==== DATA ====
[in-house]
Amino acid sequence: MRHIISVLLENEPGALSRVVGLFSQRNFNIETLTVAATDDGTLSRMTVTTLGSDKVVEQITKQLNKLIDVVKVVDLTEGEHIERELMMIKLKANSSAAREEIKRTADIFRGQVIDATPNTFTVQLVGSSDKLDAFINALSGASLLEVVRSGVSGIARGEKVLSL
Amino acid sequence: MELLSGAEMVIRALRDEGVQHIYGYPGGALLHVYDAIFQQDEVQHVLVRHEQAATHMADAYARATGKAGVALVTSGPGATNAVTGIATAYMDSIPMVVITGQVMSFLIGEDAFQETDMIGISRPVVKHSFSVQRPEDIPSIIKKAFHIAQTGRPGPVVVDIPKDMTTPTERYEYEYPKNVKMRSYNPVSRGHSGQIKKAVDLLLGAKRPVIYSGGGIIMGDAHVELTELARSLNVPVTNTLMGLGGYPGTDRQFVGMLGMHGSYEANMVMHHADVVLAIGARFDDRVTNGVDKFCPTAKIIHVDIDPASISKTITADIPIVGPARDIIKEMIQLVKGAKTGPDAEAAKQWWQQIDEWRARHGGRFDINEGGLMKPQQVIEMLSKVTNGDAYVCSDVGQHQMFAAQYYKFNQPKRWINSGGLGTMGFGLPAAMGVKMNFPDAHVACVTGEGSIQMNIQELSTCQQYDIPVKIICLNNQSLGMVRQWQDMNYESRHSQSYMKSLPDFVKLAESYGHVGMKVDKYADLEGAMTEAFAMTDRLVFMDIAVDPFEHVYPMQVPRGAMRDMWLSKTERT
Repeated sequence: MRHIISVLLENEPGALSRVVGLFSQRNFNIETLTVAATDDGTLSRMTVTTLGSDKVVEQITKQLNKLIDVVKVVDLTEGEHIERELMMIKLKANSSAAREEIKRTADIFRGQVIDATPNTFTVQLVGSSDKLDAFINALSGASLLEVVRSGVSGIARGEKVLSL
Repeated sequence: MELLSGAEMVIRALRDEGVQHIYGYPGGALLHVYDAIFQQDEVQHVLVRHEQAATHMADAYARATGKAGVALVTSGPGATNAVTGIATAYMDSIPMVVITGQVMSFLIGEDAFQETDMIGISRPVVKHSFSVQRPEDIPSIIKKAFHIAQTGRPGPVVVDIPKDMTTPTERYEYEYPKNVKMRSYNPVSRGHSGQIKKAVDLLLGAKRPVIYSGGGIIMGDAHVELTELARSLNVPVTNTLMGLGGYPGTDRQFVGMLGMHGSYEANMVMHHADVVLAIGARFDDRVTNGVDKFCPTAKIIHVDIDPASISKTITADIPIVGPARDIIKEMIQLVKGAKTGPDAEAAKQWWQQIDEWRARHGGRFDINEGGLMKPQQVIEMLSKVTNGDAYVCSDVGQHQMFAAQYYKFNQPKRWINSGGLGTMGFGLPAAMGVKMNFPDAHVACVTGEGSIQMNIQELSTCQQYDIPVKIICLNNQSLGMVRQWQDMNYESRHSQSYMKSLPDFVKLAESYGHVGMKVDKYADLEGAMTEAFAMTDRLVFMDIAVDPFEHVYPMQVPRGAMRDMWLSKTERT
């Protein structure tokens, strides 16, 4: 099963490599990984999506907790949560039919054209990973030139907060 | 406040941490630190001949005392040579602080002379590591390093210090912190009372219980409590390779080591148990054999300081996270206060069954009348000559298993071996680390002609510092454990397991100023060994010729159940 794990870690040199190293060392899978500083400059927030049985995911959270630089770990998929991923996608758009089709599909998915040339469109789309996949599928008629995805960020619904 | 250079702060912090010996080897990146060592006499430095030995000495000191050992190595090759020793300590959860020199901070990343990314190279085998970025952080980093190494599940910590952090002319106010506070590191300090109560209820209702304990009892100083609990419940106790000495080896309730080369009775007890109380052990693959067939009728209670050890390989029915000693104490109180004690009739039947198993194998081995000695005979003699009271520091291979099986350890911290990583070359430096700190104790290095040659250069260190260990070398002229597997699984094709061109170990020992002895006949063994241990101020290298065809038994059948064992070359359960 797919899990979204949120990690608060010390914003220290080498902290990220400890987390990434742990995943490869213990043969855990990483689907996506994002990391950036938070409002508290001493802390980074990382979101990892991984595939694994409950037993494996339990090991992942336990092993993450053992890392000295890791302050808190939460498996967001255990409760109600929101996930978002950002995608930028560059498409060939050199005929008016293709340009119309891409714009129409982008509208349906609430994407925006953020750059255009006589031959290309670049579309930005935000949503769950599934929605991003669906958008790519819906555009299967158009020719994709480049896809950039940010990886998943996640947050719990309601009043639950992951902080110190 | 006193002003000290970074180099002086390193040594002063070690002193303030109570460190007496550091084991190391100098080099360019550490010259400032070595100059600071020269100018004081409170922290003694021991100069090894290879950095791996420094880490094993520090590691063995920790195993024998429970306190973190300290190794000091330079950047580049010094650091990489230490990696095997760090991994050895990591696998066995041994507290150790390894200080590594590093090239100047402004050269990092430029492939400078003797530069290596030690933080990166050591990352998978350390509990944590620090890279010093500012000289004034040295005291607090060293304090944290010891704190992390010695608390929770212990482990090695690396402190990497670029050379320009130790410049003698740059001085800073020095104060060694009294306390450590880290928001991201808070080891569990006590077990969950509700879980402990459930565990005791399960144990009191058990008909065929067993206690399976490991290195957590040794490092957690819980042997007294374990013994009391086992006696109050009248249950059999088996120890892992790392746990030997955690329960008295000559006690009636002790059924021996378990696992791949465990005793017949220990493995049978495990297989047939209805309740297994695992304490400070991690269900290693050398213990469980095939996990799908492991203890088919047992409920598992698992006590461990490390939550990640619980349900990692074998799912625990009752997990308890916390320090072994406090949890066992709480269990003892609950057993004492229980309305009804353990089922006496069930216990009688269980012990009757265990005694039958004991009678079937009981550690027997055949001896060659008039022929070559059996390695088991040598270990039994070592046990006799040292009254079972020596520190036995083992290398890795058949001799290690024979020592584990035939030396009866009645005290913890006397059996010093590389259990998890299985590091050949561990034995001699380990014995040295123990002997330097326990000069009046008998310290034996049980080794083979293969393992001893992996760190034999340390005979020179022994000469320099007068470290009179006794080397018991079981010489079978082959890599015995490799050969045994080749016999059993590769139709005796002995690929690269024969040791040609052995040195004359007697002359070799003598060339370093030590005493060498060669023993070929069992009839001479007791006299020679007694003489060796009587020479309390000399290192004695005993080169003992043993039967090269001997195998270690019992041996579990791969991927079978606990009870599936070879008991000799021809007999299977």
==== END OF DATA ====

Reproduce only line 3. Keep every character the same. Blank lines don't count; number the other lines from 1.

Amino acid sequence: MELLSGAEMVIRALRDEGVQHIYGYPGGALLHVYDAIFQQDEVQHVLVRHEQAATHMADAYARATGKAGVALVTSGPGATNAVTGIATAYMDSIPMVVITGQVMSFLIGEDAFQETDMIGISRPVVKHSFSVQRPEDIPSIIKKAFHIAQTGRPGPVVVDIPKDMTTPTERYEYEYPKNVKMRSYNPVSRGHSGQIKKAVDLLLGAKRPVIYSGGGIIMGDAHVELTELARSLNVPVTNTLMGLGGYPGTDRQFVGMLGMHGSYEANMVMHHADVVLAIGARFDDRVTNGVDKFCPTAKIIHVDIDPASISKTITADIPIVGPARDIIKEMIQLVKGAKTGPDAEAAKQWWQQIDEWRARHGGRFDINEGGLMKPQQVIEMLSKVTNGDAYVCSDVGQHQMFAAQYYKFNQPKRWINSGGLGTMGFGLPAAMGVKMNFPDAHVACVTGEGSIQMNIQELSTCQQYDIPVKIICLNNQSLGMVRQWQDMNYESRHSQSYMKSLPDFVKLAESYGHVGMKVDKYADLEGAMTEAFAMTDRLVFMDIAVDPFEHVYPMQVPRGAMRDMWLSKTERT